5. Jose Bautista, Blue Jays 57 62 25. Desmond Jennings, Rays 48 48
6. Giancarlo Stanton, Marlins 15 35 26. Austin Jackson, Tigers 19 26
7. Josh Hamilton, Rangers 4 4 27. Shane Victorino, Red Sox 40 25
8. Carlos Gonzalez, Rockies 7 16 28. Michael Bourn, Braves 12 20
9. Matt Holliday, Cardinals 9 7 29. Hunter Pence, Giants 33 22
10. Adam Jones, Orioles 6 5 30. Carlos Beltran, Cardinals 11 18
11. Justin Upton, Diamondbacks 17 23 31. Josh Willingham, Twins 14 10
12. Jason Heyward, Braves 10 15 32. Martin Prado, Braves 31 13
13. Allen Craig, Cardinals 28 39 33. Nick Markakis, Orioles 70 68
14. Jacoby Ellsbury, Red Sox 95 111 34. Andre Ethier, Dodgers 41 36
15. Ben Zobrist, Rays 34 9 35. Michael Morse, Nationals 68 83
16. Curtis Granderson, Yankees 8 8 36. Melky Cabrera, Blue Jays 25 40
17. Jay Bruce, Reds 16 11 37. Nick Swisher, Indians 42 33
18. Bryce Harper, Nationals 26 29 38. Dexter Fowler, Rockies 53 53
19. Yoenis Cespedes, Athletics 20 34 39. Josh Reddick, Athletics 29 21
20. Shin-Soo Choo, Reds 24 19 40. Angel Pagan, Giants 23 23

Starting Pitcher

Stephen Strasburg, R.A. Dickey, Cliff Lee and CC Sabathia. Among the elite starting pitchers -- which encompasses the top 15 or so -- those four figure to be the most polarizing. Strasburg is the one I'm least confident will live up to his draft position. Just because the Nationals shut him down early in 2012 doesn't mean workload is no longer an issue for him. He didn't even reach 160 innings. You think the Nationals are going to let him make the jump 220 all of a sudden, as careful as they've been with him so far? I don't.

Madison Bumgarner isn't quite as polarizing, but I have a feeling I'm higher on him than most. The mechanical issue that caused him to slide over his final seven regular-season starts disappeared in the postseason, which means he should get back to putting up Cole Hamels-like numbers in 2013. Why rank him any differently than Hamels?

C.J. Wilson and Jeff Samardzija are also favorites of mine. Wilson's midseason cliff-dive coincided with the appearance of bone spurs in his left elbow, so I'm guessing the two events were related. Samardzija, unlike most first-time starting pitchers, actually got better with the accumulation of innings and has strikeout-per-inning potential.

I'm not so high on Yovani Gallardo or Kyle Lohse. Gallardo is forever condemned to a higher WHIP than the pitchers drafted around him, and Lohse is only on this list to remind me not to reach for some of the pitchers I've ranked behind him. Someone else will draft him earlier than No. 40.

Scott's 2013 Starting Pitcher Rankings
2012 Roto
Rank
2012 H2H
Rank
2012 Roto
Rank
2012 H2H
Rank
1. Justin Verlander, Tigers 2 2 21. Mat Latos, Reds 26 14
2. Clayton Kershaw, Dodgers 4 4 22. Max Scherzer, Tigers 20 21
3. Felix Hernandez, Mariners 14 10 23. Yovani Gallardo, Brewers 30 20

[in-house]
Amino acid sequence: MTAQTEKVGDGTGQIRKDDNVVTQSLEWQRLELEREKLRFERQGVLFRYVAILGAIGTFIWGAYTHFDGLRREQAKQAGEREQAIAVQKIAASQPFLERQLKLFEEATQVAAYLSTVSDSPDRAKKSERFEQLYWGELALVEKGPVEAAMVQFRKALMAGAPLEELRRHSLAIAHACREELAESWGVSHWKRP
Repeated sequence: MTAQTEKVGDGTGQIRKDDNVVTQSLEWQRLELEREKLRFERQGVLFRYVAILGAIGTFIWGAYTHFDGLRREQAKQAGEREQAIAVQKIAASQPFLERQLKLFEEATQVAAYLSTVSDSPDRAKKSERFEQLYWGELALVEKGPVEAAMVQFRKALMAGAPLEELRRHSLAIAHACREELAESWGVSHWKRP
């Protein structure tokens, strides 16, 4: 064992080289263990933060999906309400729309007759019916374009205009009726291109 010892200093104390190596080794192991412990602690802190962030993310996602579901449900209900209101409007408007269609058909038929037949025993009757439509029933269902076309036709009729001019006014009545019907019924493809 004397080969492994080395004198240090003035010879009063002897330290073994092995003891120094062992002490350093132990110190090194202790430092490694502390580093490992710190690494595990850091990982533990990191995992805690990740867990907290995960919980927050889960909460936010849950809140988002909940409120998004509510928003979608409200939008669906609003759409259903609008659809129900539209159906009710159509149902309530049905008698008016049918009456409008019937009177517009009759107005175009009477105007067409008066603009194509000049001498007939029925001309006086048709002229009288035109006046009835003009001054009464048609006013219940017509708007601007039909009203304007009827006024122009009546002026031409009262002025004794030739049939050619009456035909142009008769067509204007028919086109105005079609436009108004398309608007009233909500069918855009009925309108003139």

4. David Price, Rays 3 3 24. Adam Wainwright, Cardinals 40 35
5. Cole Hamels, Phillies 7 6 25. Jordan Zimmermann, Nationals 34 26
6. Jered Weaver, Angels 8 11 26. Jake Peavy, White Sox 24 19
7. Stephen Strasburg, Nationals 19 27 27. Jon Lester, Red Sox 147 68
8. R.A. Dickey, Blue Jays 1 1 28. Josh Johnson, Blue Jays 84 56
9. Matt Cain, Giants 6 5 29. Brandon Morrow, Blue Jays 62 80
10. Madison Bumgarner, Giants 15 17 30. C.J. Wilson, Angels 60 36
11. Cliff Lee, Phillies 36 23 31. Doug Fister, Tigers 61 64
12. CC Sabathia, Yankees 18 16 32. Ian Kennedy, Diamondbacks 43 33
13. Zack Greinke, Dodgers 21 13 33. Jeff Samardzija, Cubs 59 58
14. Gio Gonzalez, Nationals 5 7 34. Tim Lincecum, Giants 144 89
15. James Shields, Royals 16 12 35. Jonathon Niese, Mets 38 30
16. Johnny Cueto, Reds 9 9 36. Lance Lynn, Cardinals 32 34
17. Yu Darvish, Rangers 27 28 37. Matt Moore, Rays 71 63
18. Roy Halladay, Phillies 95 71 38. Hiroki Kuroda, Yankees 22 18
19. Chris Sale, White Sox 12 15 39. A.J. Burnett, Pirates 29 24
20. Kris Medlen, Braves 23 39 40. Kyle Lohse, Cardinals 17 8

Relief Pitcher

As always, a relief pitcher's Fantasy value is mostly dependent on whether or not he's getting saves, so this list is highly subject to change as roles shift throughout the offseason and into spring training.

Kris Medlen and Alexi Ogando are exceptions. They're currently projected to start for their respective teams -- which, for Fantasy owners, is even better than closing. Usually. Maybe not for Aroldis Chapman. I actually dropped him a spot on this list when I learned he was moving to the starting rotation. I don't know that he has the efficiency or command to survive in that role, but as a closer, he's lights out.

Tom Wilhelmsen, Greg Holland and Glen Perkins are probably higher on my list than most, but all three have swing-and-miss stuff and little competition for ninth-inning duties. I could see each of them taking a big step forward. On the other hand, I don't assign much value to the unproven Sergio Romo or the inconsistent Jonathan Broxton. Plenty of saves to be had out there. No need to gamble any further at a position that has historically been a roll of the dice.

Scott's 2013 Relief Pitcher Rankings
2012 Roto
Rank
2012 H2H
Rank
2012 Roto
Rank
2012 H2H
Rank
1. Craig Kimbrel, Braves 10 3 11. Tom Wilhelmsen, Mariners 47 13
2. Kris Medlen, Braves 23 10 12. J.J. Putz, Diamondbacks 74 24
3. Aroldis Chapman, Reds 11 5 13. Joel Hanrahan, Red Sox 50 12
4. Jonathan Papelbon, Phillies 28 9 14. Alexi Ogando, Rangers 178 77
5. Jason Motte, Cardinals 25 6 15. Huston Street, Padres 90 37
6. Fernando Rodney, Rays 13 1 16. Greg Holland, Royals 79 38
7. Mariano Rivera, Yankees N/A N/A 17. Grant Balfour, Athletics 58 22
8. Joe Nathan, Rangers 42 11 18. Chris Perez, Indians 76 26
9. Drew Storen, Nationals 232 N/A 19. Glen Perkins, Twins 82 33
10. Jim Johnson, Orioles 35 4 20. Ryan Madson, Angels DNP DNP

Stay in touch with the most passionate Fantasy staff in the business by following us on Twitter @CBSFantasyBB or Scott White at @CBSScottWhite . You can also e-mail us at fantasybaseball@cbsinteractive.com .